If you fill prescriptions at your local pharmacy, listen up. The NBC Connecticut Troubleshooters are looking into prescription- and pharmacy-related medical mistakes investigated by the state.
Hundreds of thousands of prescription medications are filled at pharmacies all across Connecticut every week, but what happens when there is something wrong with the pills prescribed to you?
There are roughly 3,500 practicing pharmacists statewide and the Troubleshooters have learned less than three dozen pharmacists have reached settlement agreements with the Department of Consumer Protection in recent years.
Prescription errors impact families and pharmacies and West Hartford Attorney Kerry Wisser has worked with a number of affected individuals in his 30-year career.
“This one relates to a newborn baby. Newborn babies often suffer from something called thrush, which is just an infection in their mouth, It's a yeast type of infection from breast feeding,” Wisser said.
Wisser said his client wasn’t given the prescribed liquid steroid needed to make her baby healthy.
“In this instance, the pharmacy gave the medication to the mother of a liquid Phenobarbital. Phenobarbital is utilized for epilepsy or other seizure disorders, so the baby was given that for, I think a period of seven days, twice a day. The baby was very lethargic; the baby had constipation and other issues like that,” he said.
Fortunately, the child is OK.
Another client ended up at the hospital after being instructed to take a pill twice a day instead of once.
“Over the years, the meds for that changed and in the last incident, when he was prescribed 100 mg/pl by mouth, which is once a day, unfortunately there was a pharmacy error where unfortunately the prescription saying 100/mg/2 pills per day by mouth, so over a period of a month or more, the effects of that were in addition to the removal of excess water and salt. He also had complete depletion of potassium in his body. So, emergently, he ended up in the emergency room because he had cardiac arrhythmias, meaning irregular heart rate. He had respiratory issues; he had muscle issues all as a result of lack of potassium," Wisser s
Prescription errors can lead to additional health problems, hospital stays and even death, Wisser said.
Getting specific details about potential pharmaceutical errors are not easily accessible.
“You can tell if they've had some disciplinary action that was taken against them in the past. You know, there is information available, but not every single detail, to protect the consumer,” Jonathan Harris, the Commissioner of the Department of Consumer Protection, said.
The Troubleshooters requested the actions taken against pharmacists in Connecticut over the past two years from the DCP.
The Drug Control Division of the DCP investigates complaints about prescription errors and pharmacies for the Commission of Pharmacy to review.
Issues including wrong drugs, strengths, directions, patients, quantity, expired or mixed medications as well.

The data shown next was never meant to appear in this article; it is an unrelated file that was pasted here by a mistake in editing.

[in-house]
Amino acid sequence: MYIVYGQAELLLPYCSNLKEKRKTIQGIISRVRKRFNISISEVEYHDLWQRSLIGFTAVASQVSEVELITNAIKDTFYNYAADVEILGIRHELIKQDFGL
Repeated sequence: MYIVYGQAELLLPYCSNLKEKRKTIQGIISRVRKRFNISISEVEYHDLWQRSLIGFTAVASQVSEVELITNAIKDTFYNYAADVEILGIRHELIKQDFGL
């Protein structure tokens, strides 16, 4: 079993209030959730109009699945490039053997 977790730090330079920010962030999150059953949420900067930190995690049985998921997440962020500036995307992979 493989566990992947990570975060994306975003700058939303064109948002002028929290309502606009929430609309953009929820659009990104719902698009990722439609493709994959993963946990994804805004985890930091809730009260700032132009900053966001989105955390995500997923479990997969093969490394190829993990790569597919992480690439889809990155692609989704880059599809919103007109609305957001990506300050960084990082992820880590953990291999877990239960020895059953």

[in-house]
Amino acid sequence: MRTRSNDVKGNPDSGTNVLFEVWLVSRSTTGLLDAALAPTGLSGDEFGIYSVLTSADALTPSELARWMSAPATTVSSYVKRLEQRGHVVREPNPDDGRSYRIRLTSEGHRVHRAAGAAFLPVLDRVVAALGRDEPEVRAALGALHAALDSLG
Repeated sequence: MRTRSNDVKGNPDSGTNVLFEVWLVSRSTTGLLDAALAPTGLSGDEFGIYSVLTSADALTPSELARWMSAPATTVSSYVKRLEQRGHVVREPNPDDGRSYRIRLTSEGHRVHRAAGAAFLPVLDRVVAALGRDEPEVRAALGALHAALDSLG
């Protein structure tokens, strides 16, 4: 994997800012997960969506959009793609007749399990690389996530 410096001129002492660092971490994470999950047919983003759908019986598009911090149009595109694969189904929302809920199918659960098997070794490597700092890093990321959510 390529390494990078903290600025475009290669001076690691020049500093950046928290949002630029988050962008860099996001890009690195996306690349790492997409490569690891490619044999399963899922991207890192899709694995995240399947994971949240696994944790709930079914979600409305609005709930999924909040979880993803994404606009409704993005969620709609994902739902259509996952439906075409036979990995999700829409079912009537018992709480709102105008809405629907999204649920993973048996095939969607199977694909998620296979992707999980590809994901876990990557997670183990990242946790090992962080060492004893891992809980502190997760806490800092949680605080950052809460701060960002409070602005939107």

According to state records, at least three pharmacists surrendered or had their licenses revoked based on allegations of drug or alcohol abuse. A dozen other disciplinary cases involve prescription errors, but finding out specific details is next to impossible.
“You can get the minutes from the pharmacy commission and you can get the results of the investigation and what disciplinary action was taken, you know what the reason for it, but what you can’t get is just the investigative files of all the details of what happened and that is for protection of confidentiality and we’re not just saying that, it’s what is required under law,” Commissioner Harris said.
In April 2015, the state accepted a $20,000 settlement from pharmacist Ajay Desai, who was accused of selling and billing for the brand name drug Lipitor while dispensing a generic drug to patients for part of 2012.
We reached the pharmacist by phone, and he said he had no comment.
The license of pharmacist Jane Beeba is no longer active in Connecticut. From August 2009 to August 2014, the DCP alleges Beeba “forged and filled drug prescriptions for tramadol,” which is an Opioid paid reliever, in violation of the law.
Beeba never got back to us for a comment.
Margie Giuliano, the executive vice president of the Connecticut Pharmacists Association, said these findings are not unusual.
“I think they’re very typical and I think it is important to say that pharmacists don’t get up every day thinking that they are going to go in and have a prescription error,” Giuliano said.
Most, Giuliano said, have systems in place to prevent prescription errors, but even still, they do happen and she added her pharmacists are very concerned about the so-called workload issue.
In late 2014, Giuliano wrote a letter to the Commission of Pharmacy, partly stating, “filling prescriptions is becoming unsafe due to the inadequate staffing levels that are currently being maintained.”
The letter also likened pharmacy operations as no different as a “fast food establishment.”
“So we formally sent the commission asking them to address the issue, I know in the process of doing this, first step is to commission the University of Connecticut School of Pharmacy to develop a survey that they could ask pharmacists about workload, metrics and the impact on public safety," Giuliano said.
More than 600 pharmacists were surveyed and the conclusion reads in part, “Pharmacists have noticed an impact on patient safety related to them due to the push for increased speed or increased services.”
For now, the commissioner, lawyer and pharmacist all have the same recommendations for the consumer and that is to be your own best advocate.
Get to know your pharmacists like you do your doctor, research the drugs you’re being prescribed, and if you can’t read the doctor’s handwriting, ask for a print-out instead.
Double and triple check your medications before you leave the pharmacy and don’t be afraid to ask questions.